Tuesday, 4 December 2018

Anti-paralytic medicinal plants – Review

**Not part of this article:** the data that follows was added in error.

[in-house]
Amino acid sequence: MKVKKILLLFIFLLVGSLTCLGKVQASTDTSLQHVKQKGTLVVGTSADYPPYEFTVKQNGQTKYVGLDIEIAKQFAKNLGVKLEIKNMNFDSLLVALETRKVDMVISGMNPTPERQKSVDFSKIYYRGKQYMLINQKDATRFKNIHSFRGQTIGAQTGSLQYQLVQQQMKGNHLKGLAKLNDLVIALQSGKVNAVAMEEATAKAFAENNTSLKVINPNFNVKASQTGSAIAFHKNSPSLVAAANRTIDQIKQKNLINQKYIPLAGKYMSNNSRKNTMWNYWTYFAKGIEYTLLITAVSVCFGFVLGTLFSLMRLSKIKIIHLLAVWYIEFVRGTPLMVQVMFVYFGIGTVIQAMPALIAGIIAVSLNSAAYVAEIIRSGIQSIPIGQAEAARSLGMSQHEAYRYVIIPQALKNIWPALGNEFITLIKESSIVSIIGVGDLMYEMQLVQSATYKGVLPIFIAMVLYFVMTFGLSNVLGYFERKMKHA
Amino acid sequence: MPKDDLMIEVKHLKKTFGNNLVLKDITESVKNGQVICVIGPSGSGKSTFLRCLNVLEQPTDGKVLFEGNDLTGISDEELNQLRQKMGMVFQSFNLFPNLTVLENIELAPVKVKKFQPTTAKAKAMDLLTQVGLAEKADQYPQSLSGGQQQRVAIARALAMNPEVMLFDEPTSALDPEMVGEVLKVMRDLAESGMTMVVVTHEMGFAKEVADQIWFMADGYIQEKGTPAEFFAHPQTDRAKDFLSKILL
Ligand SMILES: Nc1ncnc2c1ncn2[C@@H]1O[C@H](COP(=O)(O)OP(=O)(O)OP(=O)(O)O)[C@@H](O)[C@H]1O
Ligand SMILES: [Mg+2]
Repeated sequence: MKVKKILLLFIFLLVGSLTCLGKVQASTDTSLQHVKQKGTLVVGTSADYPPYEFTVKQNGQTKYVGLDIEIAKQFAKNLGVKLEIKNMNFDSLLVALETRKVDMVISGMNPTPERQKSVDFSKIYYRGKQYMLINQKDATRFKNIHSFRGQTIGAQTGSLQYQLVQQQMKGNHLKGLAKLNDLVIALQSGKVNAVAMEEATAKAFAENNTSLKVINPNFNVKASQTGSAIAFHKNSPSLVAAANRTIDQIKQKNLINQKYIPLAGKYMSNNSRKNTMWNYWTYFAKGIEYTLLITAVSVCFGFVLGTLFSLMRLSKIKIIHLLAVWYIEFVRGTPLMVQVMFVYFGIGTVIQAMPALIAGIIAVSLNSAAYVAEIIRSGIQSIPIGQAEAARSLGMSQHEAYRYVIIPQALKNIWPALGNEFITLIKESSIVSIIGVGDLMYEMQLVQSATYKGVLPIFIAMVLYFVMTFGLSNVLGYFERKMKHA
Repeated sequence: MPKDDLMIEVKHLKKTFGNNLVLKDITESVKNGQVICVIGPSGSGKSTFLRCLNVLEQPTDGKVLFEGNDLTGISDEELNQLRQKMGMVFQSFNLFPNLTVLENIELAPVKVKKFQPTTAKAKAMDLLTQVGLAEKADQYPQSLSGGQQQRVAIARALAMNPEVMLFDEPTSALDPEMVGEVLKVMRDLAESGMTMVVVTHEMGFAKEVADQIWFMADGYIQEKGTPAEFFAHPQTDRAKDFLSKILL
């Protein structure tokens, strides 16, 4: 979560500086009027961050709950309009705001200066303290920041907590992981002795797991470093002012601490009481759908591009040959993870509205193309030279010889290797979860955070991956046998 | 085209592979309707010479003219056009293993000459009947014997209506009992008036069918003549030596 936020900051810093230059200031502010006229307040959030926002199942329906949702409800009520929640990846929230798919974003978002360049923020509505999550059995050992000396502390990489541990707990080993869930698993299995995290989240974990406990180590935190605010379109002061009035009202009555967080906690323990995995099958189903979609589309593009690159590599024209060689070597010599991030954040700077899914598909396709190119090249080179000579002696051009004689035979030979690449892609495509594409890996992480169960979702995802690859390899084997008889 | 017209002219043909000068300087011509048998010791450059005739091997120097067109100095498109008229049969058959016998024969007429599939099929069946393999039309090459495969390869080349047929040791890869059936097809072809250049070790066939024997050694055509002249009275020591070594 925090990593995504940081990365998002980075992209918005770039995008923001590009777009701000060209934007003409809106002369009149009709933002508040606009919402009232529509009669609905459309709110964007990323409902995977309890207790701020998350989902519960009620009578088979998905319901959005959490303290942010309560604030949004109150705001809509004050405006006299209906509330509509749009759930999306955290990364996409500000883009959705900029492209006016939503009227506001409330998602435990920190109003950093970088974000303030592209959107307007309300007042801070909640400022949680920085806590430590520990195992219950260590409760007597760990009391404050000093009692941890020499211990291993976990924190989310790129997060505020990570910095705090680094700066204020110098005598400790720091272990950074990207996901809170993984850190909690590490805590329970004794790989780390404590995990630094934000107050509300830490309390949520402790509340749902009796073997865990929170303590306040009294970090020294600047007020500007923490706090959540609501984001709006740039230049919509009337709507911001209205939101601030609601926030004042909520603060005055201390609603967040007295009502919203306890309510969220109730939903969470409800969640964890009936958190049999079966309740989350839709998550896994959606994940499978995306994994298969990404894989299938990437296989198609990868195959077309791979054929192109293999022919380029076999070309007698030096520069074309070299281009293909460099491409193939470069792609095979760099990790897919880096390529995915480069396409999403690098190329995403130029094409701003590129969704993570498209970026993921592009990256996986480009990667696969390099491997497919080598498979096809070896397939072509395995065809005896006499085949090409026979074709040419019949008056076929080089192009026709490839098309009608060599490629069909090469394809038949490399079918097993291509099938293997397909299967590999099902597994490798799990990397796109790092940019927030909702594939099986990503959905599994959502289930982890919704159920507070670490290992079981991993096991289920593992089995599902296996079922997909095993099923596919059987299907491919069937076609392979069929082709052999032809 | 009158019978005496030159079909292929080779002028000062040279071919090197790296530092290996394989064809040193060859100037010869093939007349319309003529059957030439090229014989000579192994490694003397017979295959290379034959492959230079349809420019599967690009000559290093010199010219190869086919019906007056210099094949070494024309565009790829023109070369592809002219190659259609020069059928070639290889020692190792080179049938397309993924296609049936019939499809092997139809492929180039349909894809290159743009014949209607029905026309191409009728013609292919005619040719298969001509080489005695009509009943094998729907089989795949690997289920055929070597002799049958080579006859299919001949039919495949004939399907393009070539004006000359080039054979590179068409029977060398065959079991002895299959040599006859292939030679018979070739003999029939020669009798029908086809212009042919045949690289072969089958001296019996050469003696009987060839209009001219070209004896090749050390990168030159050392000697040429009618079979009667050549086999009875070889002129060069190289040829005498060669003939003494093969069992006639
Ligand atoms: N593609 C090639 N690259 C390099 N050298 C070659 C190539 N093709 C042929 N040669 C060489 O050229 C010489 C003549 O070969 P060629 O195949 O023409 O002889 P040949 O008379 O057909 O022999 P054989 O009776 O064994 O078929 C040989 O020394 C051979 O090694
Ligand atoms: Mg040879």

Journal of Traditional and Complementary Medicine Volume 8, Issue 1, January 2018, Pages 4-10 open access Review article Author links open overlay panelKhalingMikawlrawngaRomaRaniaSureshKumaraAnkur R.BhardwajaGeetaPrakashb a Department of Botany, Ramjas College, University of Delhi, India b Department of Botany, Gargi College, University of Delhi, India Get rights and content Under a Creative Commons license Abstract Paralysis is the loss of the ability of one or more muscles to move, due to disruption of signaling between the nervous system and muscles. The most common causes of paralysis are stroke, head injury, spinal cord injury (SCI) and multiple sclerosis. The search for cure of paralysis is yet to be found. Many ethnobotanical surveys have reported the use of medicinal plants by various ethnic communities in treating and curing paralysis. The present review discusses the use of medicinal plants in India for ameliorating and curing paralytic conditions, as well as discuses some of the important developments in future possible applications of medicinal plants in treatment of paralysis. This review reports the use of 37 medicinal plants for their application and cure of ailments related to paralysis. Out of the 37 plants documented, 11 plants have been reported for their ability to cure paralysis. However, the information on the documented plants were mostly found to be inadequate, requiring proper authentication with respect to their specificity, dosage, contradictions etc. It is found that despite the claims presented in many ethnobotanical surveys, the laboratory analysis of these plants remain untouched. It is believed that with deeper intervention on analysis of bioactive compounds present in these plants used by ethic traditional healers for paralysis, many potential therapeutic compounds can be isolated for this particular ailment in the near future. Graphical abstract Image 1 Download high-res image (249KB)Download full-size image P Keywords Paralysis Anti-paralytic plants Medicinal plants Documentation Review 1. Introduction Paralysis is a disease related to nervous disorder caused by damage of nerves and spinal cord that control muscles. The most common causes of paralysis are stroke, head injury, spinal cord injury, broken neck and multiple sclerosis.1 Other causes of paralysis include nerve diseases such as amyotrophic lateral sclerosis, autoimmune diseases such as Guillain-Barre syndrome, Bell's palsy, which affects muscles in the face, and Polio virus.2 Paralysis can be of localized form, where a specific section of the body is paralyzed, such as the facial paralysis (Bell's Palsy) and paralysis of hand, or generalized form where a larger area of the body is affected, such as the condition where one limb is paralyzed or where the arm and leg on one side of the body are paralyzed. Therefore, depending on the condition and body part(s) affected by paralysis, a number of medical terms are used to describe different types of paralysis. Examples are namely, monoplegia – where one limb is paralyzed, hemiplegia – where the arm and leg on one side of the body are paralyzed, paraplegia – where both legs and sometimes the pelvis and some of the lower body are paralyzed, tetraplegia – where both the arms and legs are paralyzed (also known as quadriplegia). Paralysis when left untreated for a long period could lead to the ‘death’ of the affected part i.e. wasting of muscles and tissues. Paralysis can also cause a number of associated secondary conditions, such as urinary incontinence (an inability to control the flow of urine) and bowel incontinence (where stools leak from the back passage). It may also affect sexual function in both men and women. In cases of permanent paralysis, treatment aims mostly at assisting a person live as independently as possible by addressing any associated complications that arise from paralysis, such as pressure ulcers (sores that develop when the affected area of tissue is placed under too much pressure), bladder and bowel problems, and treating spasms and complications resulting from paralysis. Mobility aids such as wheelchairs and orthoses can help a person with paralysis.1 However, all these forms of treatment mostly focused on assisting patients to attain a little degree of controlling their movement, as there is currently no cure for paralysis. 2. Alternative medicines used in paralysis Across the globe, traditional medicines in the form of crude herbal extracts of single plant or combination of plants, with or without additional minerals have been used in alleviating and curing diseases related to problems of nervous system, some of which includes Calotropis procera, Satureja thymbra, Coridothymus capitatus, Thunbergia laurifolia, Annona reticulate, Annona squamosa, Plumeria rubra, Crateva magna, Crateva religiosa, Argyreia osyrensis, Suregada multiflora, Cassytha filiformis, Oxyceros horrid, Citrus aurantifolia, Citrus medica, Cissus hastate, Cissus repens, Aloe vera, Ricinus communis, Tamarindus indica, Alocasia macrorrhizos, Murraya koenigii, Lygodium flexuosum, Cassia occidentalis, Datura metel, Phyllanthus reiculatus, Glycosmis arborea, Aerva persica, C. procera, Hyocyamus niger, Cymbidium aloifolium, Gardenia ternifolia and Mikania hirsutissima.3, 4, 5, 6, 7, 8, 9, 10, 11, 12, 13 In India many plants and plant products are vended in markets that claim for ability to treat paralysis, some of which are Punarnava powder (containing Hogweed or Boerhavia diffusa), Ashwagandha powder (containing Withania somnifera).14, 15 The poly herbal drug Majoon-e-Azaraqi is an ancient herbal Unani compound formulation which is therapeutically use in nerve strengthening, hemiplegia, facial paralysis, tremor, trembling, rheumatism, epilepsy and neurasthenia. Majoon-e-Azaraqi is constituted of 15 ingredients (Strychnos nuxvomica, Borago officinalis, Lavandula stoechas, Cochlospermum religiosum, Cocos nucifera, Pinus gerardiana, Eletarria cardamomum, Curcuma zeodaria, Pastinaca secacul, Santalum album, Emblica officinalis, Terminalia chebula, Aquilaria agallocha, Syzygium aromaticum and Sugar).16 In homoepathic approach, Rhus toxicodendron is used in treating paralysis of the lower extremities, treatment of all forms of paralysis which are of a rheumatic origin or brought on by getting wet or exposure to dampness in any form, and in treatment of paralysis due to nervous fevers and typhus. Aconite napellus is considered as the sovereign remedy for almost every species of paralysis in homoepathy.17Gelsemium sempervirens (Gels.) is another plant used in homeopathic for treatment of paralysis.18 In addition, the homeopathy treatment use Agaricus muscarius, Cocculus indicus, Solanum dulcamara, Strychnos nux-vomica, Hypericum perforatum and Atropa belladonna, which are all poisonous sources, in treatment of various paralytic manifestations.19 The use of Acanthus ilicifolius, Cedrus deodara and Rubia cordifolia in paralysis is also reported.20, 21 Apart from these well known reports from different forms of alternative medicines for their application of paralysis, the present review emphasizes on the various ethnobotanical documentation of medicinal plants reported for their use in treatment of ailments related to paralysis in different parts of India. Extensive literature search using Pubmed, Medline, Scopus and Google were conducted in order to extract articles related to ethnobotanical surveys in different parts of India. 3. Anti-paralytic plants from ethnobotanical surveys in India The extensive literature survey on the use of medicinal plants for paralysis in India showed that relatively few documentation of medicinal plants have been done, and even lesser laboratory authentication and analysis have been done in relation to the applicability in paralysis. Among the total of 29 states and 7 union territories of India, researchers have reported the use medicinal plants for paralysis so far only from 16 states namely Tamil Nadu, Andhra Pradesh, Jammu & Kashmir, Rajasthan, Chhattisgarh, Odisha, Uttar Pradesh, Himachal Pradesh, Uttarakhand, Madhya Pradesh, Manipur, Karnataka, Assam, Maharashtra, West Bengal and Telangana, from where a total of 37 plants, belonging to 25 plant families (Table 1) have been reported for their application/cure of ailments related to paralysis.51, 52, 53, 54, 55, 56, 57, 58, 59, 60, 61, 62, 63, 64, 65, 66, 67, 68, 69, 70, 71, 72, 73, 74, 75, 76, 77, 78, 79 Amongst these families, plants belonging to Asteraceae represented the highest, followed by Fabaceae and Mimosaceae. Lesser number of plants from the family Euphorbiaceae, Lamiaceae, Liliaceae, Rubiaceae and Ranunculaceae are represented for their use in this regard. Members of plants belonging to Acanthaceae, Asclepiadaceae, Araliaceae, Bombacacea, Caesalpinaceae, Cannabinaceae, Celastraceae, Marsiliaceae, Meliaceae, Malvaceae, Menispermaceae, Moraceae, Oleaceae, Orchidaceae, Rutaceae, Vitaceae and Urticaceae represented the least for their used in paralysis (Fig. 1). Nine different plant parts were found to be used for various treatment of the ailment. In most of the cases, the leaves are mostly used, followed by roots, seeds, whole plants, stem, barks, fruit, flower head and bulb respectively (Fig. 2). Amongst the 37 plants reported, 11 plants are reported for their ability to cure paralysis (Table 2). However, in most of the ethnobotanical studies, the information mentioned and documented are inadequate, wherein the use of the plant, the mode of use, the methods of preparation, dosage, durations, specificity, effectiveness and contradictions are not discussed in details. In addition the type of paralysis (whether localized or general paralysis, monoplegia, hemiplegia, paraplegia or tetraplegia) for which the plants is used is mentioned only in 6 plants (Table 3). The remaining 26 plants are reported for their use in paralysis without specifying any details about their ability to cure, as well as the types of paralysis for which they are used for. No doubt, there information are undeniably useful, as ethnobotanical survey data and traditional knowledge of medicinal plants are one of the irreplaceable pools of knowledge, in which unplumbed information are stored. It is believe that with deeper research into the bioactive composition and mode of actions of the chemical contents of these documented medicinal plants, a goal for finding important lead compounds for treatment of ailments and complications associated with neural disorders leading to paralysis, can indeed be achieved in the future. Table 1. List plants used in Paralysis. Sl. no. Botanical name Vernacular name/common name Family Part use Common use Ref. 1 Abrus precatorius Linn. Rosary Pea Fabaceae Seed Paste of seeds applied externally to treat stiffness of shoulder joint and paralysis in Thanjavur district, Tamil Nadu, India. 22 2 Acacia mangium Willd. Hickory Wattle Mimosaceae Bark Bark is used in paralysis by the tribal communities of Salugu Panchayati of Paderu Mandalam, Visakhapatnam, Andhra Pradesh, India. 23 3 Actaea spicata Linn. Banparthi (H) Ranunculaceae Fruit & root Powder of fruits and roots mixed with water are given to treat paralysis in cattle in some rural areas of Bandipora district of Jammu and Kashmir, India. 24 4 Adenanthera pavonina Linn. Bead Tree Mimosaceae Seed Used for the treatment of paralysis. 25 5 Allium sativum Linn. Garlic Lilliceae Bulb Bulbs are used in paralysis in Shekhawati region, Rajasthan, India 26 6 Anacyclus pyrethrum Linn. Spanish Chamomile Asteraceae Root & whole plant Roots are used in paralysis by Malayali tribals in Kolli hills of Eastern ghats, Tamilnadu, India. The paste of the whole plants mixed with mustard oil is also used as remedy for paralysis. 27, 28 7 Anthocephalus indicus Rich. Common Bur-flower Rubiaceae Root Roots are used in paralysis by boiling the grinded root with Mustard oil, and massaged on affected part twice a day for one month by Kamar tribes of Chhattisgarh, India. 29 8 Asparagus racemosus Willd. Satavari Liliaceae Root Root juice mixed with year old Ghee is massaged on whole body to cure paralysis in Kalahandi district of Odisha, India. 30 9 Atalantia monophylla Linn. Indian Atalantia Rutaceae Leaf Essential oil from leaves is used in paralysis. 25 10 Bombax ceiba Linn. Cotton Tree Bombacaceae Bark Bark is molded and fried in Dissenia pertagyna oil, and then massaged on affected part to cure paralysis by Rawat and Sahariya tribes of Jhansi district, Uttar Pradesh, India. 31 11 Cannabis sativa Linn. Hemp Cannabinaceae Seed Oil extracted from dry seeds is applied to cure paralysis by tribal communities of Chhota Bhangal, Western Himalaya, India 32 12 Cassia fistula Linn. Golden Shower Tree Caesalpinaceae Leaf Leaves are used in facial paralysis in Bageshwar valley (Kumaun Himalaya) of Uttarakhand, India. 33 13 Celastrus paniculata Willd. Black Oil Plant Celastraceae Seed Seeds are used in paralysis. 34 14 Centipeda minima Linn. Spreading Sneeze Weed Asteraceae Seed Seed paste is applied externally to get relief from arthralgia and paralysis by Theoraon tribe of Jashpur District, India. 35 15 Cissampelos pareira Linn. Velvet Leaf Menispermaceae Root Roots are used in paralysis by boiling the grinded root with Mustard oil, and massaged on affected part twice a day for one month, by Birhor tribes of Chhattisgarh, India. 36 16 Cissus quadrangularis Linn. Veldt Grape Vitaceae Stem Spoonful of stem paste is taken orally for 20–30 days for the treatment of paralysis in Godavari district of Andhra Pradesh, India. 37 17 Cryptolepis buchanani Roem. & Schult. Wax Leaved Climber Asclepiadaceae Stem A decoction of the stem is used as a supporting drug in paralysis. 25 18 Cymbidium aloifolium Linn. Aloe-leafed Cymbidium Orchidaceae Root 2 g of root powder mixed with 2 g dried ginger and 1 g of black pepper, half spoon of which is taken with a cup of milk twice a day for two months to reduce paralysis. 38 19 Entada pursaetha DC. Giant's Rattle Mimosaceae Seed Gond, Halba and Maria tribes of Abujmarh area in Madhya Pradesh use the paste of the seeds for curing paralysis. 39 20 Gendarussa vulgaris Nees. Willow-leaved Justicia Acanthaceae Leaf Infusions of leaves are taken orally in cephalalgia, hemiplegia and facial paralysis. 25 21 Ficus religiosa Linn. Sacred Fig Moraceae Bark Bark powder is used in paralysis in Bageshwar valley (Kumaun Himalaya) of Uttarakhand, India. Root/stem bark extract mixed with buttermilk is taken 2 tea spoonfuls twice a day for 30 days for paralysis. 33, 40 22 Jasminum grandiflorum Linn. Royal Jasmine Oleaceae Whole plant Whole plant extract is used externally to treat facial paralysis in Thanjavur District, Tamil Nadu, India. 22 23 Jatropha curcas Linn. Barbados Nut Euphorbiaceae Leaf It is used for curing paralysis in Bodamalai hills eastern Ghats, Namakkal district, Tamil Nadu. Latex is applied externally in paralysis in Sirumalai hills of eastern Ghats, Dindigul District, Tamil Nadu, India. 41, 42 24 Jatropha gossypifolia Linn. Bellyache Bush Euphorbiaceae Fruit It is used to cure paralysis in Bodamalai hills eastern Ghats, Namakkal district, Tamil Nadu and in Pudhukkottai district, Tamil Nadu, India. 41, 43 25 Marsilea minuta Linn. Dwarf water clover Marsileaceae Whole plant Whole plant is used in paralysis by the tribes in the hills of Manipur, India. 44 26 Melia azedarach Linn. White Cedar Meliaceae Leaf Rawat and Sahariya tribes of Jhansi district, Uttar Pradesh boil about 500 g of the leaves in 5–6 L of water till the color change. Then the patient is bath in this water for 8–10 days to cure paralysis. 31 27 Mentha arvensis Linn. Peppermint Lamiaceae Leaf Leaves of M. arvensis and seeds of Trachyspermum ammi are taken in equal proportions along with rock salt, and this are taken with coffee, three to four times a day in paralysis by local communities in some villages of Shimoga District, Karnataka, India. 45 28 Mucuna pruriens Linn. Velvet Bean Fabaceae Root Roots are used in paralysis by tribes of district Shahdol, Madhya Pradesh, India. 46 29 Naravelia zeylanica (Linn.) DC. Vatanasini (H) Ranunculaceae Leaf Leaf juice is used for paralysis by applying externally by the Malayali tribals in Kolli hills of eastern Ghats, Tamilnadu, India. 27 30 Ocimum gratissimum Linn. Clove Basil Lamiaceae Leaf Leaves are used for paralysis by the local fringe communities of Chirang Reserve Forest, Assam, India. 47 31 Paederia foetida Linn. Stinkvine Rubiaceae Leaf Leaves are used in paralysis by tribes in the hills of Manipur, India. 44 32 Pongamia pinnata (Linn.) Merr. Indian Beech Fabaceae Leaf & Stem Leaves are used in paralysis by tribals of Khammam district, Telangana state, India. Extracts of bark boiled with Sesame oil is massaged on skin to cure paralyzed organ (leg/hand), by the Ethnic People of Kalahandi district, Odisha, India. 30, 48 33 Schefflera venulosa (Wight & Arn.) Harms. Dain (H) Araliaceae Leaf Leaves are used in paralysis by the tribes in the hills of Manipur, India. 44 34 Sida cordata (Burm.f.) Borss.Waalk. Country Mallow Malvaceae Leaf Leaf juice mixed with goat's milk is used for curing paralysis in Nallamala, Andhra Pradesh, India. 40 35 Spilanthes acmella Linn. Toothache Plant Asteraceae Stem The Birhor tribes and Kamar tribes of Chhattisgarh mix stem powder with oil of Madhuca indica and massaged twice a day for 20 days to cure paralysis. 29, 36 36 Spilanthes paniculata Wall. ex DC. Spot Flower Asteraceae Root & flower head Used for paralysis of tongue in Beed district of Mahrashtra, India. 49 37 Urtica dioica Linn. Common Nettle Urticaceae Whole plant The whole herb is crushed and the extract as well as the paste is used to cure paralyzed limbs in district Ganderbal, Jammu and Kashmir, India. 50 Fig. 1 Download high-res image (432KB)Download full-size image Fig. 1. Distribution of anti-paralytic plants in different plant families. Fig. 2 Download high-res image (109KB)Download full-size image Fig. 2. The use of different plant plants for paralysis. Leaves showed highest application, followed by roots and seeds. Flower head and bulb showed the least application in terms of number. Table 2. Plants documented for their ability to cure paralysis. Sl. no. Botanical name Type of paralysis cured 8 Asparagus racemosus Willd. Not specified 10 Bombax ceiba Linn. Not specified 11 Cannabis sativa Linn. Not specified 19 Entada pursaetha DC. Not specified 23 Jatropha curcas Linn. Not specified 24 Jatropha gossypifolia Linn. Not specified 26 Melia azedarach Linn. Not specified 32 Pongamia pinnata (Linn.) Merr. Paralysis of organ (leg/hand) 34 Sida cordata (Burm.f.) Borss.Waalk. Not specified 35 Spilanthes acmella Linn. Not specified 37 Urtica dioica Linn. Paralysis of limbs Table 3. List of plants for which the type of paralysis treated is mentioned. Sl. no. Botanical name Type of paralysis treated 12 Cassia fistula Linn. Leaves are used in facial paralysis. 20 Gendarussa vulgaris Nees. Leaves are used in cephalalgia, hemiplegia and facial paralysis. 22 Jasminum grandiflorum Linn. Whole plant extract is used to treat facial paralysis. 32 Pongamia pinnata (Linn.) Merr. Bark is used in paralysis of leg/hand. 36 Spilanthes paniculata Wall. ex DC. Root and flower head is used in paralysis of tongue. 37 Urtica dioica Linn. Whole plant is used in paralysis of limbs. 4. Laboratory studies on plants used in paralysis In the last decades few laboratory studies have been conducted to understand the efficacy of medicinal plants for their application in ailments related to nerve injury or functions. Maryam Tehranipour and Tooba Ghadamyari reported that alcoholic root extract of Salvia staminea could increase neuronal density of motoneurons in anterior horn of spinal cord following sciatic nerve compression.80 Spinal cord ischemia/reperfusion (I/R) injury may lead to immediate or delayed paraplegia in 4%–33% of patients undergoing surgery on the thoracic aorta.81 Therefore, in an attempt to prevent any undesired complications, various methods of spinal cord protection have been suggested, including temporary shunts or partial bypass, hypothermia, drainage of cerebrospinal fluid, and pharmacologic measures.82, 83, 84 Despite the use of these methods, paraplegia remains a persistent complication.85 Tetramethylpyrazine (TMP), also called ligustrazine, is an alkaloid extracted from the Chinese herbal medicine, Ligusticum wallichii (chuanxiong).86 For hundreds of years, TMP has been routinely used for the treatment of heart, kidney, and brain diseases.33, 87, 88 Spinal cord I/R induce significant increase in the concentration of malondialdehyde (MDA) in the spinal cord, indicating lipid peroxidation.89 Studies showed that TMP treatment reverse the increase in MDA levels to a considerable extent, and ameliorated the down regulation of spinal cord superoxide dismutase (SOD) activity, thereby confirming the antioxidant role of TMP in I/R.22 In animals that had significant impairment of motor function, evidence of both necrosis and apoptosis was apparent. The Bcl-2 proteins comprise both anti-apoptotic family members, for example, Bcl-2, Bcl-xL, and Mcl-1, and proapoptotic molecules such as Bax, Bak, and BH3 domain only molecules. The ratio of anti- to proapoptotic molecules such as Bcl-2/Bax determines the response to a death signal.23 In addition, over-expression of Bcl-2 may play a protective role in neuropathological sequelae after central nervous system (CNS) insults.24 It was shown that treatment with TMP up-regulated the level of the anti-apoptotic protein Bcl-2 and down-regulated pro-apoptotic protein Bax, suggesting that TMP exhibit an inhibitory effect on apoptotic cell death due to spinal cord I/R through modulation of Bcl-2 family. Thus, TMP treatment could increase the proportion of animals with normal motor function, and in these animals, necrosis was decreased and more normal motoneurons were preserved.22 Acute spinal cord injury (SCI) caused by motor vehicle accidents, sports injuries, diving accidents and violence, is one of the most common and devastating injuries encountered at the spine surgery department. SCI injury has a high rate of prevalence in the younger population, and causes permanent disability or lost of movement and sensation.25, 26 Many studies have shown that injury induced inflammation can result in neuropathology and secondary necrosis after traumatic SCI.27, 28, 29 Inflammation plays an important role in the progressive secondary injury that causes neurological deficits.30 Some studies have shown that the treatment between the primary and the secondary injury of SCI has the potential to either prevent or reduce the final neurological deficits.31, 32 TMP have been shown to have the ability to reduce cerebral ischemia/reperfusion injury through suppression of inflammatory cell activation and proinflammatory cytokine production,33, 35 and accelerate spinal cord repair through up-regulating neurofilament protein expression and down-regulating caspase-3 expression following contusion SCI.36 Traumatic SCI has been reported to activate nuclear factor-kappa B (NF-κB), a transcriptional factor. Hence, knockdown of NF-κB in vivo could have the ability to improve function recovery after SCI.27, 37 In normal conditions, the NF-κB is combined with inhibitor of kappa-Bα (I-kBα) in the cytoplasm, and does not have transcriptional activity.38 Another study on TMP reported activation of NF-κB after SCI, which could be inhibited by TMP treatment. However, it was observed that the expression of I-kBα was increased by TMP treatment, suggesting that TMP might have inhibited NF-κB activation through increasing the expression of I-kBα.39Alpinia katsumadai is a plant used in traditional Chinese medicine. The extract of Alpinia katsumadai seed (EAKS) suppressed topical pruritis, showed anti-inflammatory effects, and enhanced antioxidant activity in several studies.40, 41 It has been reported that repeated oral administration of EAKS protects neurons from ischemic damage in the hippocampus, associated with an upregulation of brain-derived neurotrophic factor (BDNF), a neurotrophic factor in ischemic areas.42 From these findings with deeper research on bioactive compounds derived from medicinal plants, the cure for paralysis could be achievable in the near future. 5. Current status of drugs used in paralysis Current major treatment for SCI is the use of high doses of methylprednisolone (MP), which reduces edema of the spinal cord and secondary damages. However, MP has numerous side effects, and its therapeutic effects are controversial. There is insufficient evidence to support the use of MP as a standard treatment for acute SCI.43 Also treatment using MP is controversially, as prolonged or delayed treatment, incorrect dosing or treatment of penetrating SCI has been shown to be detrimental.44, 45 A recent review on randomized trials examined whether modest improvements have been shown using MP, monosialotetrahexosylganglioside (GM-1) ganglioside, thyrotropin-releasing hormone (TRH), nimopidine and the NMDA (N-methyl-d-aspartate) antagonist gacyclidine,46 where it was concluded that, in most trials, primary outcome measures were not significant and placebo controls were lacking.46 Several studies have also recently reported that intravenous minocycline reduces cell death and improves hindlimb function in mouse and rat models of SCI,34, 48, 49 and is expected to progress to clinical trials for SCI.89 A study on Nebivolol (selective β-adrenergic blocking agent) showed that it prevented the increase in enzymatic activities of superoxide dismutase (SOD), xanthine oxidase (XO), adenosine deaminase (ADA) and myeloperoxidase (MPO) produced by I/R, and also prevented the decrease in spinal cord glutathione peroxidase (GSH-Px) level in I/R, thereby implicating its useful application in preventing secondary injury of nerves.90 Many people with a spinal cord injury, and some with other types of paralysis, have long-term pain that persists for weeks, months, or sometimes years after the injury or incident that caused the paralysis. Unlike most other types of pain, neuropathic pain does not usually respond well to ordinary painkillers, such as paracetamol or ibuprofen. Alternative medications are usually required, such as amitriptyline or pregabalin. These types of medication can cause a wide range of side effects. Possible side effects include a dry mouth, sweating, drowsiness and vision problems. Reports are also available about people having suicidal thoughts while taking amitriptyline.91Thus, there still is urgent need for the development of highly effective and safe neuroprotective therapies for human. 6. Conclusion The search for paralysis is one of the greatest challenges in medical research. The greatest challenge is to develop means for restoring movement and sensation, and elimination of pain for people with paralysis. Currently, apart from hunting for drugs that can help in restoring paralyzed nerves, various other interventions have been on the limelight with the same goal. Various researchers are also working extensively on the application of electrical stimulation as well as optical and magnetic techniques for activating the neural tissue below the level of injury. Other areas of approach includes surgical interventions, but none of these practices are able to provide total or complete recovery of the injured nerves, and in many cases not very cost effective for common applications. In addition, these approaches and the lacunae associated with them are further complicated by the unavailability of simple protocols, test and assays to experiment them, which also could have accounted for the slow pace in advancement in this field of research. For instance till date there is no simple in vitro assay to test the potential applicability of any compounds or drugs against any type of paralysis, since in reports available so far, complicated processes are followed that use rats or mouse for researches related to paralysis. One way of approach could be by devising techniques that can use cultured neuronal cell lines, in which direct assay and experiments could be conducted without the need to use model animal. Such techniques, if developed, would help in simplifying and speeding up the research for understanding of the effects of various compounds, for their potentials to ameliorate or cure paralysis in the future. Conflict of interest Nil. Acknowledgement Authors are grateful to Dr. Rajendra Prasad, Principal Ramjas College, University of Delhi, for his encouragement and motivation while writing this review. References 1 Accessed 11 March 2016. Google Scholar 2 Accessed 11 March 2016. Google Scholar 3 O. Said, K. Khalil, S.H. Fulder Ethnopharmacological survey of medicinal herbs in Israel, the Golan Heights and the west bank region J Ethnopharmacol, 83 (2002), pp. 251-265 ArticleDownload PDFView Record in ScopusGoogle Scholar 4 C. Wongsatit, S. Promjit, B. 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